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npm – The Node Package Manager

npm is a little package manager for the Node javascript library.

5-Second(ish) Install

You should already have node installed and working. If you don't, go do that first.

Then, come back here, and run:


and it'll install itself and its requirements.


You can get more details on any of these by doing npm <command> --help. Here are the basics.

All flags with two hyphens can be abbreviated to a single hyphen with the first letter, so you can also do npm <command> -h to get its info.

All commands return 0 if they succeed, and usually 1 if they don't. Normal output is on stdout, and oddness goes to stderr. Use the --verbose flag with any command to send extra debugging output to stderr.

Managing Sources

npm learns all it knows about packages by looking at the JSON files specified in its catalog list. Manage this catalog list via the npm source commands.

Source URLs can contain {tokens} which are expanded based on what's being installed. Currently only {name} is supported, but {version} and {branch} are planned.

Update Package Metadata

Fetch the latest info from every source by doing npm refresh. Throw a --force on there if you want to clear the cache first.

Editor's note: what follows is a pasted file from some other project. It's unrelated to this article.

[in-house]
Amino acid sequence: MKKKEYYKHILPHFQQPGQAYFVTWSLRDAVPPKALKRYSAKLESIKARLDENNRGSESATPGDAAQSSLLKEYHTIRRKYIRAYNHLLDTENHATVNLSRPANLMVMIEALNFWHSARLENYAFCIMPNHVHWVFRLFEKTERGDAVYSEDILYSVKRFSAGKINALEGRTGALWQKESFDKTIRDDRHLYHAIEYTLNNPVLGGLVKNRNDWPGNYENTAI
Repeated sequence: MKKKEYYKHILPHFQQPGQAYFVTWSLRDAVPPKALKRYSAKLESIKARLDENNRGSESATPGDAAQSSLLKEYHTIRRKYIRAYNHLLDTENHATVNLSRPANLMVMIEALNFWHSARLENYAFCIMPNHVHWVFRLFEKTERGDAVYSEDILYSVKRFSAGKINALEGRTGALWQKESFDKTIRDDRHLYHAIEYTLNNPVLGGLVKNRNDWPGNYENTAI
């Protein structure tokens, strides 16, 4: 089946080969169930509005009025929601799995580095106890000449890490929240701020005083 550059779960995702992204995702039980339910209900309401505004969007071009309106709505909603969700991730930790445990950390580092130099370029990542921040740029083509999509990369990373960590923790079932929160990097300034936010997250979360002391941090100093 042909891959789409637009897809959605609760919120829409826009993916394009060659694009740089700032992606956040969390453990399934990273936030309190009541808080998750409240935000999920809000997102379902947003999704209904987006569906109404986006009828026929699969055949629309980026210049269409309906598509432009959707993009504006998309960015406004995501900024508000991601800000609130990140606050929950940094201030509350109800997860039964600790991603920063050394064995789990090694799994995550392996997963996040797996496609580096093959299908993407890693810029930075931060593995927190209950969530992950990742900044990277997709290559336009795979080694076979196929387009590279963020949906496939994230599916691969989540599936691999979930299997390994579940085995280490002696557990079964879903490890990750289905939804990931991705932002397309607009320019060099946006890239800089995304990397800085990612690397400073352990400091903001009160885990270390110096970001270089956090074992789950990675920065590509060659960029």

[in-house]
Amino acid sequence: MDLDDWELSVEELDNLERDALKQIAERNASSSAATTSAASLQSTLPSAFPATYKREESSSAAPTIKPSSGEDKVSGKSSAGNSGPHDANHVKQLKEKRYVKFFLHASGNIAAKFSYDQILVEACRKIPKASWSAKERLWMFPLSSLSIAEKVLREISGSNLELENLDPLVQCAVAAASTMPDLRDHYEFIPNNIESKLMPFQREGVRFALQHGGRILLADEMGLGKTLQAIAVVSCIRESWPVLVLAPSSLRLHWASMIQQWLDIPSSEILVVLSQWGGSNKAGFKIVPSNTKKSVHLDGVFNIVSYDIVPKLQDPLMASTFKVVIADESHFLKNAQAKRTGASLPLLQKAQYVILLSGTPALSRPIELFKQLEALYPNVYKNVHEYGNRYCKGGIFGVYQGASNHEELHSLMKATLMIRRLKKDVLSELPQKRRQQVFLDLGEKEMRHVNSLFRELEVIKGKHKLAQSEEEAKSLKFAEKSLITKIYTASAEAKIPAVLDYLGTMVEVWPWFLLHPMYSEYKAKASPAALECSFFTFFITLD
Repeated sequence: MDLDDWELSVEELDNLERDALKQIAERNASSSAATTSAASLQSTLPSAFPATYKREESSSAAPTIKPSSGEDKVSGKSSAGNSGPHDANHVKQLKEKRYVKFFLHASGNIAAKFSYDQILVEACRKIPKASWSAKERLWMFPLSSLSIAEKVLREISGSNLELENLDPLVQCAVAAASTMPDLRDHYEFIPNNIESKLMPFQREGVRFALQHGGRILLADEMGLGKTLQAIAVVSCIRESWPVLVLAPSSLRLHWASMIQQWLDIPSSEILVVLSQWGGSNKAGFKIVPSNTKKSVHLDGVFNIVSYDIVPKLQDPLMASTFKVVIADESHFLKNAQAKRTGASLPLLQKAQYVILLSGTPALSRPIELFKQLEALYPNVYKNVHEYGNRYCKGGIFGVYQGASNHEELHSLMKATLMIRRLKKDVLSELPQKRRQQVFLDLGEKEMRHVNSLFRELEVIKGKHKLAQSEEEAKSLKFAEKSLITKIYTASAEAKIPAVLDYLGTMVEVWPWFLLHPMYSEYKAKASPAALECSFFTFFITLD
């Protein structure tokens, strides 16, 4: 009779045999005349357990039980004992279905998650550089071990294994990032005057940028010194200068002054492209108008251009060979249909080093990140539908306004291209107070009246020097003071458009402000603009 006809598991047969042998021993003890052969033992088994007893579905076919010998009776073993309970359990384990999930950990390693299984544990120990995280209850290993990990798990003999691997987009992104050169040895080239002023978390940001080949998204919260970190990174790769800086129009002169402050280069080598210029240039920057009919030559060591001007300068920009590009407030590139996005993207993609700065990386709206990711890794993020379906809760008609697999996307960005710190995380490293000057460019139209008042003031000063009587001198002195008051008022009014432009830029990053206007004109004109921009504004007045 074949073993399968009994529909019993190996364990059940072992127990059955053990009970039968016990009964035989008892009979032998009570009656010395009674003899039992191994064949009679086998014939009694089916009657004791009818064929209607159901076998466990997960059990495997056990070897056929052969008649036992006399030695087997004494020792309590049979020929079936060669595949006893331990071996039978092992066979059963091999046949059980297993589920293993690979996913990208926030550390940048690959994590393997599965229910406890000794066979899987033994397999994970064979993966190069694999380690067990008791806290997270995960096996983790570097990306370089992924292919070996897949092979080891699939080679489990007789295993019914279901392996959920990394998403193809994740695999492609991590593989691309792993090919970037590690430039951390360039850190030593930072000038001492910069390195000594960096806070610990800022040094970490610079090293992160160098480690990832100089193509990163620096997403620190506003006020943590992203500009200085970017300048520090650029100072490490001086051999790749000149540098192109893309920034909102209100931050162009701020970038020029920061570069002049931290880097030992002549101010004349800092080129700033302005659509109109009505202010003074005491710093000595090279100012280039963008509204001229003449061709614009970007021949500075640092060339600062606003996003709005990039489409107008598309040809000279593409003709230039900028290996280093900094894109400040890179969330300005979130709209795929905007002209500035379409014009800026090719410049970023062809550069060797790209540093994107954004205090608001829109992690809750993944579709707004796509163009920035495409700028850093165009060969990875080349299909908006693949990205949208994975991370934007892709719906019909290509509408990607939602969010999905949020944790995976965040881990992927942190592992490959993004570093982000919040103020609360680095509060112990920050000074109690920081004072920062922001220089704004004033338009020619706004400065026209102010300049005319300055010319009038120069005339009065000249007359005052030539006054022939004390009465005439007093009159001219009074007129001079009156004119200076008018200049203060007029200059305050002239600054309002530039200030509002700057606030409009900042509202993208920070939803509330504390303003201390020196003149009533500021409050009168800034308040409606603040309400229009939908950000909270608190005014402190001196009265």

It's a good idea to update every so often, maybe even put it on a weekly cron or something.

@TODO: Keep track of which packages were updated, and then
add them to an "outdated" list.  Then, `npm update` could
be an alias to `npm refresh && npm install --force --outdated`

Update Package Code

Version numbers aren't yet supported, so npm can't tell when a package has new code for you. If you know that it does, you can do npm install --force <package> to force-install the latest version.

Find a Package

Find a package in the list by doing npm search <string>. If you only want to search through installed packages, then do npm search --installed <string>. If you only want to search through activated packages, then do npm search --active <string>.

Activating/Deactivating Packages

Use npm activate <package>. Note that installing a package activates it by default, and uninstalling it deactivates it first.

Starting/stopping Packages

Some packages are servers and the like that must be activated after being installed. To do this, do npm start <package>. To stop it, do npm stop <package>.

Remove a Package

You can uninstall a package by doing npm remove <package>. This will first stop it if it's running, then remove its files from your system.

Setting Defaults and Aliases via $HOME/.npmrc

Gee, it'd sure be nice to be able to have a $HOME/.npmrc file that could maybe pre-fix some of these options, dotcha think?

Write it, and send me a pull request, kthx.